Poultry litter is a mixture of poultry feces, spilled feed, feathers, and bedding materials (peanut hulls, wood shavings, sawdust, etc.). Poultry litter is an excellent soil amendment and slow-release fertilizer for row crops, pastures, and hay fields. Poultry litter can improve soil tilth, reduce soil compaction, and add organic matter and nutrients to increase soil fertility and productivity. Poultry litter can be applied either as fresh or composted manure.


Table 4. Nutrient Content (Dry Basis) of Commonly Used Poultry Manure

* Source: Nutrient Content of Fertilizer Materials (Extension publication ANR-0174)
Data source: International Journal of Poultry Science, 2019, DOI: 10.3923/ijps.2019.

Broiler litter (after 5 flocks)3.393.402.422.570.75
Broiler litter (after 10 flocks)3.784.073.2830.89
Broiler cake3.723.962.982.850.8
Litter cleaned out every 3 years3.843.892.692.610.76
Liter stockpiled (dry stack)3.563.862.872.940.88
Layer (caged)*


The typical nutrient content of litter is provided in table 4. When using poultry litter as a nutrient source, farmers should consider the proper application rate, which depends on the litter nutrient analysis, soil test report, and crop nutrient requirements. Broiler litter can be further categorized into the following:

Broiler litter from total cleanout. Broiler litter is the manure that comes from chickens raised for meat. To limit buildup of wet manure and promote bird health, poultry farmers typically do a total cleanout of their poultry houses after 8 to 10 flocks (each flock is typically 42 to 55 days). This litter contains droppings of floor- raised chickens, along with bedding (usually wood shavings, peanut hulls, or sawdust), feathers, and wasted feed.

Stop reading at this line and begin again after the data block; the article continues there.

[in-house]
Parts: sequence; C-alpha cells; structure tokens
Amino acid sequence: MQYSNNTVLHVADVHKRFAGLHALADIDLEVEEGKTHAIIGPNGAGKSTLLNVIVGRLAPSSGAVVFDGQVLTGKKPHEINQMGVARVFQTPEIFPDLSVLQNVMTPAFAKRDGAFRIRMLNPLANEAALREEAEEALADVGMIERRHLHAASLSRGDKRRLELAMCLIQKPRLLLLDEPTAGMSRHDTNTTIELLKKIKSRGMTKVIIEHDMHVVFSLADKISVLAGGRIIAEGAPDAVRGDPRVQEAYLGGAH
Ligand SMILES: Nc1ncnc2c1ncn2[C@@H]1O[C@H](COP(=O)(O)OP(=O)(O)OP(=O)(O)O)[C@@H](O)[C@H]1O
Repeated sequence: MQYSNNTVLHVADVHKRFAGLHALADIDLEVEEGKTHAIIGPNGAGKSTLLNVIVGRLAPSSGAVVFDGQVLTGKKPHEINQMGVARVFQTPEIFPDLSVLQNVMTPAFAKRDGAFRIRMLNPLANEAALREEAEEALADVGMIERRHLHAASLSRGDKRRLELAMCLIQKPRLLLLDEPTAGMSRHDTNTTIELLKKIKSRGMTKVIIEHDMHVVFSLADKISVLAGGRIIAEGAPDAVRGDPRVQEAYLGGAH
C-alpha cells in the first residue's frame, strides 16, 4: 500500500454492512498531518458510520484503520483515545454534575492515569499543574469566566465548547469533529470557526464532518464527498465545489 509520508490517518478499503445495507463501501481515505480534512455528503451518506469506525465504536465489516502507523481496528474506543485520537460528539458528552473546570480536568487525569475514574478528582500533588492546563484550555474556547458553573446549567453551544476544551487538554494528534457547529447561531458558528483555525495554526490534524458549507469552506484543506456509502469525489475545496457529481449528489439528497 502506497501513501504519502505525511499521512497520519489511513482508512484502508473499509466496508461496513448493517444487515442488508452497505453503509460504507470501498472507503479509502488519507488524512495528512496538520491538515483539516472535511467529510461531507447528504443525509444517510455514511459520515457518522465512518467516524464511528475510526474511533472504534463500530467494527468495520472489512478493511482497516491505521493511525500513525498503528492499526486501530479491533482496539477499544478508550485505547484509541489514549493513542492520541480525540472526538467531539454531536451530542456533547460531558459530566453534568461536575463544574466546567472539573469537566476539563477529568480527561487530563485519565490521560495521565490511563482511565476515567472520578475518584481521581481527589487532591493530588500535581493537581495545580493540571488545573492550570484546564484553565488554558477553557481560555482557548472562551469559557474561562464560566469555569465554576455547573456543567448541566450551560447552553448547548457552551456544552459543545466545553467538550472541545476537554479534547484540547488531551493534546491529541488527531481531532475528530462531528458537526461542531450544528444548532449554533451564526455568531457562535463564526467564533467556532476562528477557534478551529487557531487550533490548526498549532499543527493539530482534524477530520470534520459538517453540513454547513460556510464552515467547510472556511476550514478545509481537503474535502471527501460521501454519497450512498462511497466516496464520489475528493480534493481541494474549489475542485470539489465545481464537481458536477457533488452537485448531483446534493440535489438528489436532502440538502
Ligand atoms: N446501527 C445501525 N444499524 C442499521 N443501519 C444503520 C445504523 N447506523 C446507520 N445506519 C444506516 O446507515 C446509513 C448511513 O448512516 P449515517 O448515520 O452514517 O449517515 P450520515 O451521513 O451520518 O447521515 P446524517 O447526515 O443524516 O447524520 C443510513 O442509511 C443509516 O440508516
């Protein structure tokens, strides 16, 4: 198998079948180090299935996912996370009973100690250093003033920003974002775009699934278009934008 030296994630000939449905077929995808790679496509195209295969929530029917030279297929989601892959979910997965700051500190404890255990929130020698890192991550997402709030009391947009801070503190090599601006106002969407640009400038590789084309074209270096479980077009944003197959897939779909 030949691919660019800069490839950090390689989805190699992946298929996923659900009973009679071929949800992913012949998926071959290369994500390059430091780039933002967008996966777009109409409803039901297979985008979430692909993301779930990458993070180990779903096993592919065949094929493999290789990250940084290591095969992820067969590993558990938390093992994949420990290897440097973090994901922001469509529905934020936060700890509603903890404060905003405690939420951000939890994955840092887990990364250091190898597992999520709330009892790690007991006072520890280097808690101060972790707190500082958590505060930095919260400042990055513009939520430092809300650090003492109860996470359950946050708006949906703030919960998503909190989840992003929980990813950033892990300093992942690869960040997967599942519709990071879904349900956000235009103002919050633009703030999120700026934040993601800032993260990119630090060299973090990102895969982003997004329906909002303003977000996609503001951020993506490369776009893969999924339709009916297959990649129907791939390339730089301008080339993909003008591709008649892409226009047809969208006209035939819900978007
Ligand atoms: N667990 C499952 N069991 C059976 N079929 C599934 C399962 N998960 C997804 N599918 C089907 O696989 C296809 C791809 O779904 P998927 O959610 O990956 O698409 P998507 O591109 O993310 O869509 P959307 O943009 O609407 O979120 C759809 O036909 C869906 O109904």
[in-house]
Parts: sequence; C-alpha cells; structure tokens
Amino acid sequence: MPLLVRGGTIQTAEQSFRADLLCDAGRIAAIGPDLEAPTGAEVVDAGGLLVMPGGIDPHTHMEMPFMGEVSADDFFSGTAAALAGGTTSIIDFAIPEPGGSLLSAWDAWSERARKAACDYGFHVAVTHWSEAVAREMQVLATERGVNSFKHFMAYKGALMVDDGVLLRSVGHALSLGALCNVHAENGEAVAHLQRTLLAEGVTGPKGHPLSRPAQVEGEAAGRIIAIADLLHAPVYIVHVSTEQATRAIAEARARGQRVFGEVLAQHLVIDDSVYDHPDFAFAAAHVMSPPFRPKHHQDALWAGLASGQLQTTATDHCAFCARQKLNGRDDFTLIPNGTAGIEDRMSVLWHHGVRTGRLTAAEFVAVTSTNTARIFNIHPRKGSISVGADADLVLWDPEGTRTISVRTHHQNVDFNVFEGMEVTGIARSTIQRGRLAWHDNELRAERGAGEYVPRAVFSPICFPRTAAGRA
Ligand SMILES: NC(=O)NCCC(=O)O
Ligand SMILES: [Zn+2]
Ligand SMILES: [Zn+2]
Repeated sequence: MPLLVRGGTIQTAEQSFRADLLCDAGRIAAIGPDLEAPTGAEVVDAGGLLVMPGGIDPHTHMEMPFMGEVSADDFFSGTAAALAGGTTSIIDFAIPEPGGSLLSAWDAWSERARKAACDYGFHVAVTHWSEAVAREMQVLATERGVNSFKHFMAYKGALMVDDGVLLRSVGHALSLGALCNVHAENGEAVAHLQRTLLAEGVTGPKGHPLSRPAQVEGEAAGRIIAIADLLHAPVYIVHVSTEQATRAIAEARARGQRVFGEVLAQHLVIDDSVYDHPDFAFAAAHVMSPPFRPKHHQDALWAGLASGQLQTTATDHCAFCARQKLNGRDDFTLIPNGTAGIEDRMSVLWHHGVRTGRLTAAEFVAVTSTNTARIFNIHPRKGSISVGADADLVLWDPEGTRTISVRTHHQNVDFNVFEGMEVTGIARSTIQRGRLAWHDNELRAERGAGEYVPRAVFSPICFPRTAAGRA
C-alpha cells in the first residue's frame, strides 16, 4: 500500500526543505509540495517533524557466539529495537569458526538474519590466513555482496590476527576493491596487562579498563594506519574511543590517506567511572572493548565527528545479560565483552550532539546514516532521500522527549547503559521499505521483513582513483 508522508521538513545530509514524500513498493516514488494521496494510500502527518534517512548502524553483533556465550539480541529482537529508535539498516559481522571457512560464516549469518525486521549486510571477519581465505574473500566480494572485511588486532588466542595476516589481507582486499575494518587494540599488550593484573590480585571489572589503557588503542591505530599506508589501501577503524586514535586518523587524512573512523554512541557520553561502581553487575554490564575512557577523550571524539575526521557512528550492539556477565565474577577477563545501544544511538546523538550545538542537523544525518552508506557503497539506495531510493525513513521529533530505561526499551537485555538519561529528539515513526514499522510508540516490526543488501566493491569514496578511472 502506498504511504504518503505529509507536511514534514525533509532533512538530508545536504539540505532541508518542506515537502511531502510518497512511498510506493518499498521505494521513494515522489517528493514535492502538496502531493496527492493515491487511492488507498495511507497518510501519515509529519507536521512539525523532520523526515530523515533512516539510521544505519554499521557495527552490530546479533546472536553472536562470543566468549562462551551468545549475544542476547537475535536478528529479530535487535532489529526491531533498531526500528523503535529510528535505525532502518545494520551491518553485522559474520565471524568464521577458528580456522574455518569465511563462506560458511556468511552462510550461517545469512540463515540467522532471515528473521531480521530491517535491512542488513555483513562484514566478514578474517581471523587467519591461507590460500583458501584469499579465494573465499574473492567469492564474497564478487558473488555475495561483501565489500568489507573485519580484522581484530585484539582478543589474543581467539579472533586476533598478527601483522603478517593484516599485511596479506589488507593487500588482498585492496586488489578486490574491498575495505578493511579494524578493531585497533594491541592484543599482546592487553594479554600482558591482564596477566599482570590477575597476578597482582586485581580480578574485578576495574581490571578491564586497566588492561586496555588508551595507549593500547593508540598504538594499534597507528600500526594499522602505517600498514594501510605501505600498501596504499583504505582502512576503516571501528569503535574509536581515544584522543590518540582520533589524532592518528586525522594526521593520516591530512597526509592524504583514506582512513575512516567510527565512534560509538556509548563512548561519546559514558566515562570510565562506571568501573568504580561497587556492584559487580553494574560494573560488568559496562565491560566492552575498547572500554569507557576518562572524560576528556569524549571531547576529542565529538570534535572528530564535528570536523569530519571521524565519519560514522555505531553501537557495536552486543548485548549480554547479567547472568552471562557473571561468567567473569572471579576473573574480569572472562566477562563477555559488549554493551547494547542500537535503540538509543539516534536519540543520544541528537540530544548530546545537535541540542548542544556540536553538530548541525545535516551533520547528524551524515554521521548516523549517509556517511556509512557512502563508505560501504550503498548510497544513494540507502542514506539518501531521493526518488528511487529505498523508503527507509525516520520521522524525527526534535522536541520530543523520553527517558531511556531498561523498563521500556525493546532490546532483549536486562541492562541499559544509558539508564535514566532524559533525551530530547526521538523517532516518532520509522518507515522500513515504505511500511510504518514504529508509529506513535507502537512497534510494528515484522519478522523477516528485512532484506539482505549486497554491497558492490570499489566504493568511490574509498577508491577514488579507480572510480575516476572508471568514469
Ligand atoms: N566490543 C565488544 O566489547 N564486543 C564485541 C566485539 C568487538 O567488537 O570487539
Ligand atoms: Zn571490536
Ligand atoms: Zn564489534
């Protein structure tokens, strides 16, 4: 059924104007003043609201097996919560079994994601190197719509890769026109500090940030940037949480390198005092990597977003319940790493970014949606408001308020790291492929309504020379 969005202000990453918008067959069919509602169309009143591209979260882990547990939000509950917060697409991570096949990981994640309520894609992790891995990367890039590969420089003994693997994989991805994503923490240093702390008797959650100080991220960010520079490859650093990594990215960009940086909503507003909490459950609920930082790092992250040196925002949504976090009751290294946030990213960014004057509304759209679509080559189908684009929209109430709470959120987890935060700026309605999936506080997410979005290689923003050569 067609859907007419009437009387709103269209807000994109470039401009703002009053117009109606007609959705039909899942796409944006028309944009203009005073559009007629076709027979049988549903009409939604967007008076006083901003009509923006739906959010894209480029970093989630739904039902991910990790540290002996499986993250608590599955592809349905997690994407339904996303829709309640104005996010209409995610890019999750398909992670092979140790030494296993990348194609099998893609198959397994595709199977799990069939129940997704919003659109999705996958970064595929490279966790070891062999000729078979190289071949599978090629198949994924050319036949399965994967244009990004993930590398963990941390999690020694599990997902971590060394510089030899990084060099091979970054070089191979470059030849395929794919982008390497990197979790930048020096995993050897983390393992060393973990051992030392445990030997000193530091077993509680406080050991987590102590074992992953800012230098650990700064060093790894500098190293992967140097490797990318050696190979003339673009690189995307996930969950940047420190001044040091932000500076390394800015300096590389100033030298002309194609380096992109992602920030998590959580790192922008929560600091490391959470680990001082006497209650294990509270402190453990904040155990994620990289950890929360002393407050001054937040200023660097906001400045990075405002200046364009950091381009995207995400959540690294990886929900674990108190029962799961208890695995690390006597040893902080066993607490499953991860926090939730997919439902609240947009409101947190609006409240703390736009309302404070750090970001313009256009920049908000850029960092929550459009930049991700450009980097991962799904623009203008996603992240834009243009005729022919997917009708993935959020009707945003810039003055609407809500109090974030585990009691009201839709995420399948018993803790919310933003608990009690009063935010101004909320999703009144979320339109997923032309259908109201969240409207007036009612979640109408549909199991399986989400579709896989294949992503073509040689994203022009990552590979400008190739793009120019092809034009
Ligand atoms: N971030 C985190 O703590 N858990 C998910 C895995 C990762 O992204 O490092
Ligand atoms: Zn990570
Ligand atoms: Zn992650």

Broiler cake. Many poultry farmers do not perform a total cleanout due to the cost of bedding material and labor involved. Instead, after three or four flock cycles, these farmers remove from the surface 2 to 4 inches of fresh manure combined with bedding materials and spilled feed. This process is known as decaking or crusting. The decaking is performed using specialized equipment called a decaker, which is pulled by a tractor. The decaker separates the crusted cake from the bedding material by passing the cake over a grate that allows the fine materials to pass through and return to the floor while collecting the larger aggregations of cake in a hopper.

Broiler stockpiled litter. A stockpile litter consists of litter either from total cleanout or broiler cake stored in a pile under cover on an impervious surface for later use.